Uproar over covenant only African-American students asked to sign

SEATTLE — This is how these seven members of the Black Student Union at Franklin High School describe a covenant the principal drew up to promote scholastic achievement among African-Americans.

"What was the mistake?" Zion Perez, a senior, was asked.

"It was, OK, not a mistake," Perez said.

"She just came at it from a point of that we didn't feel represented us."

It was distributed last week.

The reaction was immediate.

"I like the message, just not the way it was delivered to us," said Ocean Taylor, a senior.

"It's like we're African-American, yes. We have some things that we need to work out like every other race does. But don't single us out."

"We should want greatness for each and every one of our students no matter their race," said Dawanda James, a senior.

They took exception also to what she decided to call the covenant: “Keepin' it 100,’ which is an iPhone emoji.

"We're taught to be someone who articulates," said Ocean Taylor. "And we're taught to speak proper. And we're taught to speak all this stuff. But yet, the way that you address us is on slang."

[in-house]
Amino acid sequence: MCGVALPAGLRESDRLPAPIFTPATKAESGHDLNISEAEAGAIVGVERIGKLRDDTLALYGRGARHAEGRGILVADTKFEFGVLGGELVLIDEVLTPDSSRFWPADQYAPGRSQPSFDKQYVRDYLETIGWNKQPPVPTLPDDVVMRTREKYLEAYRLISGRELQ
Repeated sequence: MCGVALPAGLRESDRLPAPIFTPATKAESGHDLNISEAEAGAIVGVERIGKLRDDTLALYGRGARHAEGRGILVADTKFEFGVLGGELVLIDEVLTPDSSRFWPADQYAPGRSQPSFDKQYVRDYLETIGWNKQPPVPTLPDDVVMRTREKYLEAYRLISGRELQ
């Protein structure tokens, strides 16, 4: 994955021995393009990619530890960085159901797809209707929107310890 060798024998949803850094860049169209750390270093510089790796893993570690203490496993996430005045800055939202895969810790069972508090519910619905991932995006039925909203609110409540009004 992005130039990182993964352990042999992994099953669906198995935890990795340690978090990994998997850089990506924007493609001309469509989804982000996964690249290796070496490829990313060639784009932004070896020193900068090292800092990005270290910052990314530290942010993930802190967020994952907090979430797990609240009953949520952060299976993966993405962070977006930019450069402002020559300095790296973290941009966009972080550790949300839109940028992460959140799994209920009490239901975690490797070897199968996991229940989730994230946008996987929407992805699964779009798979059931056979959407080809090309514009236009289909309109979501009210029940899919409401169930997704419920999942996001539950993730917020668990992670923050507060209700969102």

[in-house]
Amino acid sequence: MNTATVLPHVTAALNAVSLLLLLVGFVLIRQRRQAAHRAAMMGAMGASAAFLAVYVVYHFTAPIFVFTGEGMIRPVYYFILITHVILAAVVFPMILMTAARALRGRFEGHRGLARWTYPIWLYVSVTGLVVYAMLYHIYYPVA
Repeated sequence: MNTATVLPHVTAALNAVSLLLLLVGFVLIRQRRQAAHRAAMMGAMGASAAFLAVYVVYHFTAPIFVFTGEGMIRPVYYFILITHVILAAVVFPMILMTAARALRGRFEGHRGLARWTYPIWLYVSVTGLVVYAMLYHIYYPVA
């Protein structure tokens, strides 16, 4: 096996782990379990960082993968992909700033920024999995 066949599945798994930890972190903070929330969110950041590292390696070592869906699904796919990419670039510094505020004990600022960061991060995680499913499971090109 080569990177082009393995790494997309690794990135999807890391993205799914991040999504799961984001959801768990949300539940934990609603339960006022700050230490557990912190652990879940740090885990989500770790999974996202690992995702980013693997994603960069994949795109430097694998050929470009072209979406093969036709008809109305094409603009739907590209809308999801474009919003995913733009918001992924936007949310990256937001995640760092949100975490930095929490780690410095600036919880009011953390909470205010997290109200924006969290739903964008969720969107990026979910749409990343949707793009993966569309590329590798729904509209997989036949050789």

So they asked to meet with the principal.

"And we now have a council of black students here at Franklin where we are talking to her about how our interpretations of what happened," said Zion Perez. "And how we can better do this initiative."

And she empowered them to make it right.

"Everybody got in groups," said Tahja Jackson, a senior.

"And picked a different name and put them on the board."

"And she also got us these shirts," said Sherion Jenkins, a senior, laughing as she showed off the shirt." 'All lives matter when black lives matter.' Franklin power."

The Seattle School District issued a statement late Tuesday, largely echoing what the students said.

Then the district officials added this:

They want 100 percent of African-American students to be college-ready when they graduate.